Almost a Tornado

TwisterRural Happenings

Dayton, June 19, 1879. – Our town and the surrounding country was visited last Saturday by a terrible strong wind and rain storm, almost a tornado. Old residents say it was the hardest storm that has visited our place for many years. Trees by the score were blown down, fences demolished, and a general confusion ensued, The new residence of Mr. Welke, almost completed, was moved six or eight feet off the foundation. Mr. W. happened to be on top of the building at the beginning of the storm, and judging his position to be too perilous, got inside when without a word of warning his building commenced sailing off. It is needless to state that our teutonic friend was somewhat frightened. About one half of our centennial flag pole was broken off and blown down into the street. Three or four large cherry trees and as many apple trees, on the Stadden property, were broken down. But the most destructive feat of the storm was the almost entire destruction of a crab apple grove on Mr. Jos. Barnes’ place southwest of town on the lane leading to Ottawa. Here large trees were broken and hurled with great force across the pasture, over the fence to the other side of the road. Mr. Barnes had a great deal of fence blown down and eight or ten nice large trees on his place broken off. Mr. Eisenhuth’s barn south of town was completely demolished, not a stick left standing. Nearly all of the roof of Mr. Stadden’s barn east of town was blown off. In fact from all accounts our place seems to have been in the centre of the tornado.1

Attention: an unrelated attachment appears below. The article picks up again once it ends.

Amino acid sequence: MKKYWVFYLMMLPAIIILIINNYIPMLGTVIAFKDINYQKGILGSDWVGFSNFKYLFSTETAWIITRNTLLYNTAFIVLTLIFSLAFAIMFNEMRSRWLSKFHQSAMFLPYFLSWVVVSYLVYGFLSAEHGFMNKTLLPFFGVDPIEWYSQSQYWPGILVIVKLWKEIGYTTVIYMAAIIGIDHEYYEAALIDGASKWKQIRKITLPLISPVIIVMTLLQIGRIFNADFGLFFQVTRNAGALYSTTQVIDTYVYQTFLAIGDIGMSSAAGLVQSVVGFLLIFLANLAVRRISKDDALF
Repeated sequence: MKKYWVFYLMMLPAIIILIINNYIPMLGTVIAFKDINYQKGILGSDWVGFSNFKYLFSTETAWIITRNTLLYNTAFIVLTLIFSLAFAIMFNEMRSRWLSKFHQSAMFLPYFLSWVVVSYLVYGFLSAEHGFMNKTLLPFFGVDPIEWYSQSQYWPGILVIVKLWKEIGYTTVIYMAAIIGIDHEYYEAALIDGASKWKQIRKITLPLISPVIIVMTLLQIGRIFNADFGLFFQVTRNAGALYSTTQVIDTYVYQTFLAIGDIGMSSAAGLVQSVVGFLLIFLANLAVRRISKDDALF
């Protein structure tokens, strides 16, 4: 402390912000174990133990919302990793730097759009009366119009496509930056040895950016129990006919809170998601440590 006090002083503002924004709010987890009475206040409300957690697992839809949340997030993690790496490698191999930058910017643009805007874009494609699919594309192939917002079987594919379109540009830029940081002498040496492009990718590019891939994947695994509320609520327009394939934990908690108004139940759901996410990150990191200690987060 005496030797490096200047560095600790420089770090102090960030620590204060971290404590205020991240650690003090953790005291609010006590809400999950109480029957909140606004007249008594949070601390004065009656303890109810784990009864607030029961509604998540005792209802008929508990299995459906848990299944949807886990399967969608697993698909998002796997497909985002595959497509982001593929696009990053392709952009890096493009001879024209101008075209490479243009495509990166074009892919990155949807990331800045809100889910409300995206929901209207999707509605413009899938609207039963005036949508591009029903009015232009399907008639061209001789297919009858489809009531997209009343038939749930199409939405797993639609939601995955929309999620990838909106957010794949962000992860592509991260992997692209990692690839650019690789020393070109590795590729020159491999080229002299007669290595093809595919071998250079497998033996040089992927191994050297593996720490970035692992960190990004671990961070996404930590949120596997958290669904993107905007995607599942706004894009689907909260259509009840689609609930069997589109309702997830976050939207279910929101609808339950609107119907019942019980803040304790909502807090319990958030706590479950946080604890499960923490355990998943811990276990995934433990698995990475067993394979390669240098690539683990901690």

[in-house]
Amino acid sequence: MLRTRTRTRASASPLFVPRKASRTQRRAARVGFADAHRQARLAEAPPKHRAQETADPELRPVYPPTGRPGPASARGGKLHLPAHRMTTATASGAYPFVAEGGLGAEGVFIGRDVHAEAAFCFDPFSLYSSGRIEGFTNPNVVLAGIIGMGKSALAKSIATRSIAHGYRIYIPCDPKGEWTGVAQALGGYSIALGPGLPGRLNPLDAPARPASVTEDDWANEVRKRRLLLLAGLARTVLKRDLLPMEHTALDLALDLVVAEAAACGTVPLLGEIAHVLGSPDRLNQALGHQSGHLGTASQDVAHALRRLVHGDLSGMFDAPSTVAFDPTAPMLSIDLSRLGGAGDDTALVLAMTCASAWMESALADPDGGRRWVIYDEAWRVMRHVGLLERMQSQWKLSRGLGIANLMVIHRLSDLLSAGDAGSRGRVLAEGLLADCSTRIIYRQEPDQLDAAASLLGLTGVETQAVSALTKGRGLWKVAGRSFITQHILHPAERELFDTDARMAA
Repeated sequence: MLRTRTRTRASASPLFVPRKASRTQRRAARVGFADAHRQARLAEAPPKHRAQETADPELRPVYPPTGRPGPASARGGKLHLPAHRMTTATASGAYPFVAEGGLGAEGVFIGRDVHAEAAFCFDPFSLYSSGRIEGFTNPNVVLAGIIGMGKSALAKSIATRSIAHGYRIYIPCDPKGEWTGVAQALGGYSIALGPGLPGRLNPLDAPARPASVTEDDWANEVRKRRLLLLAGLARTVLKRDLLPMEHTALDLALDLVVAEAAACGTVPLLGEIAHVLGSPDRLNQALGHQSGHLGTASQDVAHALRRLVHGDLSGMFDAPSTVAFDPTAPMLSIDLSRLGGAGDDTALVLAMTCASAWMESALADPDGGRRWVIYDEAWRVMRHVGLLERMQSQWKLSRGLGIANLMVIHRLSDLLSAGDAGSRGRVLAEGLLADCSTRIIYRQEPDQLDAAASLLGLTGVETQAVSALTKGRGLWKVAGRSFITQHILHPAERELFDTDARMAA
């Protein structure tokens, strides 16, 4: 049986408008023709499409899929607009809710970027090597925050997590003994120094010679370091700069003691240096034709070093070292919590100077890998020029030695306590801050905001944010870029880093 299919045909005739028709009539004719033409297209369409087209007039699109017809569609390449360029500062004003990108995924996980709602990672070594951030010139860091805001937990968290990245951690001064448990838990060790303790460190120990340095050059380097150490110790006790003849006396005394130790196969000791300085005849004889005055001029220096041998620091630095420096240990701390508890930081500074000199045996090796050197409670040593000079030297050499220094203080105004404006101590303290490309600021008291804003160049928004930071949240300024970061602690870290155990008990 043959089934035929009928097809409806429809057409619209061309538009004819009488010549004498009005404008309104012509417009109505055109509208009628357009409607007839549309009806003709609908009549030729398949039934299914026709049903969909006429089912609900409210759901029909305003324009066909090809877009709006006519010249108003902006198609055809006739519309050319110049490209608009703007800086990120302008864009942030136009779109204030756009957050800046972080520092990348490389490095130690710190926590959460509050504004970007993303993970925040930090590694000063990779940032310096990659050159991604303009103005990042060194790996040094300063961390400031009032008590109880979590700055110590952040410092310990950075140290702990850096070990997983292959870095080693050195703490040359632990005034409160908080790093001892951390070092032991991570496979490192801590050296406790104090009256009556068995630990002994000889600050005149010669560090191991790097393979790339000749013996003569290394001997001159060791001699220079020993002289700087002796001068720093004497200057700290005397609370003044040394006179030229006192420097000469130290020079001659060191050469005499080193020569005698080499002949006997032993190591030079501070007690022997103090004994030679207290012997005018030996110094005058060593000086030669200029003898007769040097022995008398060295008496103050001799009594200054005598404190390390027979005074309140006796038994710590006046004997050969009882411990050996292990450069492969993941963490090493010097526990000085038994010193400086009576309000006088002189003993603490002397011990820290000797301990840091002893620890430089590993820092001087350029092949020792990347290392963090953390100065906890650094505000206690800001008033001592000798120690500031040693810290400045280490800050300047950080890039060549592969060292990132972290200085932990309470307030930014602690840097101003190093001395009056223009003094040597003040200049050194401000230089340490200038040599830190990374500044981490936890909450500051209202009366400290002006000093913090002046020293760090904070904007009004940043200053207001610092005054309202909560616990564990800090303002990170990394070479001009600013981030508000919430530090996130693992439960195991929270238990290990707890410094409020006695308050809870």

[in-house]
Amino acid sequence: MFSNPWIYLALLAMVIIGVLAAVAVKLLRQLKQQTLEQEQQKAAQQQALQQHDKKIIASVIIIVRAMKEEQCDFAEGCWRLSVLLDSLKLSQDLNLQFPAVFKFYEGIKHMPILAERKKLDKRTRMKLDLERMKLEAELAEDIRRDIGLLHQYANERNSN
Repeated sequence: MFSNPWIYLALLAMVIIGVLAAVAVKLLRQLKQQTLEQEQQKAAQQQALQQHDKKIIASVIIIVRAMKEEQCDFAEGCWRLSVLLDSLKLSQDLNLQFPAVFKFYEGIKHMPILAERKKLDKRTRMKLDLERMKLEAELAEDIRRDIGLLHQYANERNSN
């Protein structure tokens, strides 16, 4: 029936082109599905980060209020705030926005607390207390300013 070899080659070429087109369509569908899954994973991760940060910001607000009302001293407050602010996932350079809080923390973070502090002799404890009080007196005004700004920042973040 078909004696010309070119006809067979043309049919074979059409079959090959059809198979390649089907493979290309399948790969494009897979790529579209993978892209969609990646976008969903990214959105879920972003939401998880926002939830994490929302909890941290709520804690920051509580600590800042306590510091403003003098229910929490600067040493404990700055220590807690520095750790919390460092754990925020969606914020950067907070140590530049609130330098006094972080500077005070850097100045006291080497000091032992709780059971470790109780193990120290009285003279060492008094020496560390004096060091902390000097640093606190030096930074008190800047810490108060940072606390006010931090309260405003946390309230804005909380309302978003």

1. Free Trader, June 21, 1879, p. 8, cols. 1-2

Graphic By:Cartoon tornado from 365PSD.com

Leave a Reply

Fill in your details below or click an icon to log in:

WordPress.com Logo

You are commenting using your WordPress.com account. Log Out /  Change )

Google+ photo

You are commenting using your Google+ account. Log Out /  Change )

Twitter picture

You are commenting using your Twitter account. Log Out /  Change )

Facebook photo

You are commenting using your Facebook account. Log Out /  Change )

Connecting to %s

This site uses Akismet to reduce spam. Learn how your comment data is processed.